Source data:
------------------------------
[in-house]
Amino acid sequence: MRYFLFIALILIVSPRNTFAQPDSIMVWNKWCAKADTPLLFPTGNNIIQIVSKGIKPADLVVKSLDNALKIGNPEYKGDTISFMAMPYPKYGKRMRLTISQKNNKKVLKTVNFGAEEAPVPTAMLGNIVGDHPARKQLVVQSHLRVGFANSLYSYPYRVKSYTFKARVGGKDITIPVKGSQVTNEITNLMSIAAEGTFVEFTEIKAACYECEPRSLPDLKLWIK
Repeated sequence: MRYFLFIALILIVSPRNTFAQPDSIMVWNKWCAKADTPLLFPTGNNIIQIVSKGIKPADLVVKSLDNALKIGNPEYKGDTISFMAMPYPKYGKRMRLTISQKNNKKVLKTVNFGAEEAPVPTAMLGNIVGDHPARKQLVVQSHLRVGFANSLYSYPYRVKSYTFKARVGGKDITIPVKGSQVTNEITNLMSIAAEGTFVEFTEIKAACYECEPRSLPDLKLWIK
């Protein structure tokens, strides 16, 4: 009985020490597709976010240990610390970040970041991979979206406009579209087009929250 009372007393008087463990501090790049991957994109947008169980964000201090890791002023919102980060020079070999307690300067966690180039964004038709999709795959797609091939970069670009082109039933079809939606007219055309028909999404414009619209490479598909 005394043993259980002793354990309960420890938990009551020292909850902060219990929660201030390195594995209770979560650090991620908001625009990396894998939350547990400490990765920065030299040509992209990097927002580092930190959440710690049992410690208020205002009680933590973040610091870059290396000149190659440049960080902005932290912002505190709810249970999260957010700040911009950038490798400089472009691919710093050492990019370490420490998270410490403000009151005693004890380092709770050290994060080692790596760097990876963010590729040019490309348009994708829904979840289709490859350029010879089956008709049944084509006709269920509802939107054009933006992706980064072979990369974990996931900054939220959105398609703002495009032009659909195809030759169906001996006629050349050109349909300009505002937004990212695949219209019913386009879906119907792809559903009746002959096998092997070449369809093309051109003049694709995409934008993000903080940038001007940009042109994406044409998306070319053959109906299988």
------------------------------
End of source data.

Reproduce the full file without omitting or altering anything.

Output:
[in-house]
Amino acid sequence: MRYFLFIALILIVSPRNTFAQPDSIMVWNKWCAKADTPLLFPTGNNIIQIVSKGIKPADLVVKSLDNALKIGNPEYKGDTISFMAMPYPKYGKRMRLTISQKNNKKVLKTVNFGAEEAPVPTAMLGNIVGDHPARKQLVVQSHLRVGFANSLYSYPYRVKSYTFKARVGGKDITIPVKGSQVTNEITNLMSIAAEGTFVEFTEIKAACYECEPRSLPDLKLWIK
Repeated sequence: MRYFLFIALILIVSPRNTFAQPDSIMVWNKWCAKADTPLLFPTGNNIIQIVSKGIKPADLVVKSLDNALKIGNPEYKGDTISFMAMPYPKYGKRMRLTISQKNNKKVLKTVNFGAEEAPVPTAMLGNIVGDHPARKQLVVQSHLRVGFANSLYSYPYRVKSYTFKARVGGKDITIPVKGSQVTNEITNLMSIAAEGTFVEFTEIKAACYECEPRSLPDLKLWIK
């Protein structure tokens, strides 16, 4: 009985020490597709976010240990610390970040970041991979979206406009579209087009929250 009372007393008087463990501090790049991957994109947008169980964000201090890791002023919102980060020079070999307690300067966690180039964004038709999709795959797609091939970069670009082109039933079809939606007219055309028909999404414009619209490479598909 005394043993259980002793354990309960420890938990009551020292909850902060219990929660201030390195594995209770979560650090991620908001625009990396894998939350547990400490990765920065030299040509992209990097927002580092930190959440710690049992410690208020205002009680933590973040610091870059290396000149190659440049960080902005932290912002505190709810249970999260957010700040911009950038490798400089472009691919710093050492990019370490420490998270410490403000009151005693004890380092709770050290994060080692790596760097990876963010590729040019490309348009994708829904979840289709490859350029010879089956008709049944084509006709269920509802939107054009933006992706980064072979990369974990996931900054939220959105398609703002495009032009659909195809030759169906001996006629050349050109349909300009505002937004990212695949219209019913386009879906119907792809559903009746002959096998092997070449369809093309051109003049694709995409934008993000903080940038001007940009042109994406044409998306070319053959109906299988």